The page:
Wednesday, January 28, 2015

Skimo Bread and Butter

Well it’s the final week before I head over to Verbier, Switzerland for 2015 Ski Mountaineering World Championships. After last weekend’s Dogtooth Dash, I was feeling better about my result.  The base is feeling good and a couple of productive high intensity 30-30 interval sessions really tuned up my high end.

Following the Dogtooth Dash was an informative Q&A session with Alexandre Pellicier, 2008 Skimo World Champion.  Some of the tips that I took home were:

-Ski as much as possible on race skis, and practice quick transitions during training. Higher cadences are easier to maintain on lighter gear. A skier who spends lots of time skiing on race skis will get comfortable on race skis.

-His warmup involved 30mins of aerobic followed by some short openers (high cadence or higher intensity). For example, he would ski a 600m vertical course to warmup, race the 600m course, then cool down on the 600m course!

-Who to watch for inspiration: William Bon Mardion, Seppi Rottmoser for skiing. Sprint racers for transitions. Ignore what Kilian does with his arms because apparently it is wrong!

-Skinning technique: Try to skin without poles and on an actual skintrack (not a groomer) to work on balance, a key to efficiency. Holding the poles by the grip with the hands in the straps, even on bootpacks, allows you to use them to climb, demonstrating that they are not just there for balance (holding them midshaft). High cadence!

-Pierra Menta is all about recovery!
-I asked Alexandre about what he would consider his bread and butter intervals, something was lost in translation and instead we got an answer about periodization, with higher intensity starting in November/December.

I have forwarded a question to Stano about training, while based in the city.

Now back to 2013. I was living in Canmore, working part time usually 3 days a week, so I usually got out skiing 3-4 days a week. I had a midweek pass at Norquay and a pass at the Canmore Nordic Centre. I like to think that I had a really good season that year while keeping things pretty fun!

-When I went ski touring with my friends, I rarely skied on race gear and I rarely did intervals while touring, except for a couple of times where I did a hot lap. I did ski with some fit friends though! I think skinning technique is very important so the time I spent skiing in the backcountry was helpful. I was able to get out in the backcountry lots in October and November.

-I did a lot of Nordic skiing, skate and classic, and I searched out the rolling trails and longer, steeper climbs at the Nordic Centre. I loved going hard up the hills when I got to them. I found both techniques productive both for fitness and skimo technique.

-The highest intensity stuff that I did would be about 4-5 reps of leg blasters (20 squats, 20 lunges, 20 jump lunges, 15 jump squats) with some rest in between or 5-6 times up the powerplant hill in Canmore: Starting with the stairs, then up the steep gully (which for later sets was very hard), then focussing on speed as the angle eased off. These were about 3minutes of pretty hard running per set. I did 5 of these workouts over the season.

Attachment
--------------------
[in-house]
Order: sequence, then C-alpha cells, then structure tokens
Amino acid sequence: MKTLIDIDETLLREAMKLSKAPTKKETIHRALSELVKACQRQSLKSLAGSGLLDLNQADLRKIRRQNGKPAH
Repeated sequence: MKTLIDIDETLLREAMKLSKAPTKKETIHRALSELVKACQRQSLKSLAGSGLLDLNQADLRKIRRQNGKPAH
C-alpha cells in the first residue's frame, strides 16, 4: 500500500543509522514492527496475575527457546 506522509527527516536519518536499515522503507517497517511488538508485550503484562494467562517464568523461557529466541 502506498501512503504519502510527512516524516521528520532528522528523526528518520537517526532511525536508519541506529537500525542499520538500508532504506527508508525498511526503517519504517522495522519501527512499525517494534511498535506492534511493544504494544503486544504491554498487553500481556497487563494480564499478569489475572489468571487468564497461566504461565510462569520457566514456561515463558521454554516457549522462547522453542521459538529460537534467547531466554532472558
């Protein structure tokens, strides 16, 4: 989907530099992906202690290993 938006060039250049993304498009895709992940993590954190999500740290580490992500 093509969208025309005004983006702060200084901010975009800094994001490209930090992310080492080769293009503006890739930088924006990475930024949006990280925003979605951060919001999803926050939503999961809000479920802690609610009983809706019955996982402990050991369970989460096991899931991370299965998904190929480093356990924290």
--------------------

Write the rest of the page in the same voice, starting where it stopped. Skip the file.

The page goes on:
-Avalanche conditions were pretty good that season, so I did lots of bootpacking when I went out. I think bootpacking is awesome training as I was going so hard that I had to stop and rest!

-I went to Norquay about 9-10 times, mostly on race gear, mostly doing Lone Pine/Gun Run laps. I found these laps were not long enough to really make my legs scream though.

This year my training has consisted of:

-Skiing on the weekends. Although I didn’t get out until mid-November, and not again until December, but since then, I’ve gotten into a fairly good rhythm. I haven’t done more than a 2200m day, though I’ve done a number of them, and with some fast partners. Not much bootpacking in there.

-Fatbiking! I find I can push myself fairly hard on the bike and some extra traction on the climbs helps with that as well. Some of the top stairclimbers in the world are cyclists, so I think the motion crosses over well to bootpacking or steeper climbs.

-I’ve skied at the ski hill when the lift ticket has been included in race registration. Although the legs are already tired from racing, I’ve found that I’ve been able to beat them up. Obviously I could use more skiing. A neat thing about Kicking Horse or any mountain with hike-to terrain is that I can get some safe bootpacking in as well!

Of course all of this comes after a summer of mountain biking, racing, and group rides.

An obvious tool that I haven’t utilized much of are the many hills and stairs in the river valley. These are shorter in duration than my 3 minute powerplant route but would be good for working on bootpack speed and transition technique (although the snow in the city has been terrible).

I don’t find classic skiing to be as effective as the trails are flat and I can’t get enough grip to ski the short hills with the intensity they deserve. I’d have to drive across the city to go skate skiing so that is out of the question!

Unlike cramming for an exam, which actually works (trust me, I mastered thermal stresses 1hr before the CivE 270 midterm, then I was one of 2 people in a 200 person class to get 100% on the exam), you can’t (and shouldn’t) cram for a race aside from mastering techniques. But these are some tricks to keep in mind for the rest of the season.